The New Public Health – Emerging Practical Ideas
Solutions for Public Health published an important document just before Christmas. Co-Production for Health: A new model for a radically new world (National Colloquium) helps us keep our eye on the longer term ambition we will need if we are to use the opportunity created by the transfer of public health from the NHS to local government to modernise our approach to public health and health inequalities.
The document has credibility for three reasons:
First, it comes from a number of key organisations who are tasked with improving public health on the ground – the Chartered Institute for Environmental Health; Association of Directors of Public Health; the NHS Alliance; and the Association of Directors of Adult Social Services.
Second, it reminds us of what the big issues are:
- health Inequalities are widening and the gradient needs to be addressed.
- Its important to have a system that delivers the Marmot recommendations
- the impact of the recession and its implications for practice – resilience of communities in particular.
Third, it sets out 9 priority areas to focus on. Some are pretty obvious and should be familiar to leaders in any partnership or set of organisations working in complex systems such as the need for:
- Focussed agreed priorities which have meaningful outcomes for partners
- Delivery mechanisms in place to implement HWB decisions
- New funding mechanisms to drive change – don’t spend money on what does not work – decision makers need advice on how to proceed when evidence is strong and weak.
Others are more insightful, strategic and creative and start to carve out the basis for a new more inclusive approach to public health. These include:
- Intelligence – Using it intelligently – “JSNAs currently do not always access the wealth of data available at a local level. JSNA of the future need to link with intelligence held for example, by the fire and police services as well as the whole range of local government departments inufficient use has also been made of qualitative intelligence held within neighbourhoods and communities”.
- Assets – Asset-based approach to communities – “use communities positively to understand and harness their assets and resource, particularly around personalisaiton of budgets. There is … much statutory bodies can learn from … the voluntary sector in securing effective local involvement.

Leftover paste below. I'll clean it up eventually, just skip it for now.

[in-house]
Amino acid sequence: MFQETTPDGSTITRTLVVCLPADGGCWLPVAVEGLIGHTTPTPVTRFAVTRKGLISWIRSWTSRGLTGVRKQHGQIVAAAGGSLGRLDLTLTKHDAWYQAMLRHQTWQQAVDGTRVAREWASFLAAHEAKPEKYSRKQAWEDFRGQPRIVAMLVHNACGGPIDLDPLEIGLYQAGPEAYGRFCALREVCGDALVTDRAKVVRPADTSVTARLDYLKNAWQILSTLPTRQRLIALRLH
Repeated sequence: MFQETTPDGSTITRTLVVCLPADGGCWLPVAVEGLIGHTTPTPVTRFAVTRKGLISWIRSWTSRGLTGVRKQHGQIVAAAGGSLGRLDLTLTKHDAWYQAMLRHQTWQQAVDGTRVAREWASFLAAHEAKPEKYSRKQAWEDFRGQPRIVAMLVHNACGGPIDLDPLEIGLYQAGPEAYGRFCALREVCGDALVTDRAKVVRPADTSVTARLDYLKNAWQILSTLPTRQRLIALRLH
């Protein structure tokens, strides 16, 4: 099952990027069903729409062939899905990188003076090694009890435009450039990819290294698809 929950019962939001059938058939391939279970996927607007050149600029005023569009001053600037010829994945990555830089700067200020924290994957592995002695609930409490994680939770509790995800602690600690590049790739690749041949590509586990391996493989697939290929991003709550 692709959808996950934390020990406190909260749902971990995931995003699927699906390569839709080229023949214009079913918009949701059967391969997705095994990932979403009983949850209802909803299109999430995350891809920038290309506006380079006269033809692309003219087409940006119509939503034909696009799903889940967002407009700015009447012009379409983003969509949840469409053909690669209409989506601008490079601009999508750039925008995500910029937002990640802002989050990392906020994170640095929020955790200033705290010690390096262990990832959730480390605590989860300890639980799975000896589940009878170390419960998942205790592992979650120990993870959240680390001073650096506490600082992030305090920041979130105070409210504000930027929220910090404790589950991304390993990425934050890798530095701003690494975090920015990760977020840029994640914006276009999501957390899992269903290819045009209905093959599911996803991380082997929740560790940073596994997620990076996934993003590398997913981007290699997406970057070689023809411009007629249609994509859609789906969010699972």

- Local Politicians – Elected members must buy in – the model will fail without elected members. “the reforms present an opportunity to secure engagement of elected members in more productive ways and create new champions for health and well being. …. It is crucial to create relevant narriatives and understanding for members about how they can make a real difference to health and wellbeing.”
- Partnership – A new partnership and leadership model – “the traditional model of the DPH as the sole advocate and champion for health must be consigned to the past” “We need a new conceptual model with the DPH working corporately alongside their colleagues in the local authority”
- Practical – Decisions for the future need to be practically based. The Public Health Workforce hs to change – “placing NHS public health teams within local government is not ‘click and drag’. Local Commissioners need pragmatic solutions based on the best evidence available – they need to know the implications and impact of different commissioning decisions.
- Capacity – Public Health Capacity on an industrial scale. “Achieving public health outcomes cannot rest with a relatively small specialist and practitioner public health workforce”
So the colloquium report starts to offer us a modernised view of public health that might be like this:
- More local
- Has a more inclusive view of public health capacity
- Puts a greater emphasis on partnership skills and on offering practical advice to commissioners
- Expects a more sophisticated view of intelligence
- Requires a re-balancing of the relationship with communities and citizens
What do you think?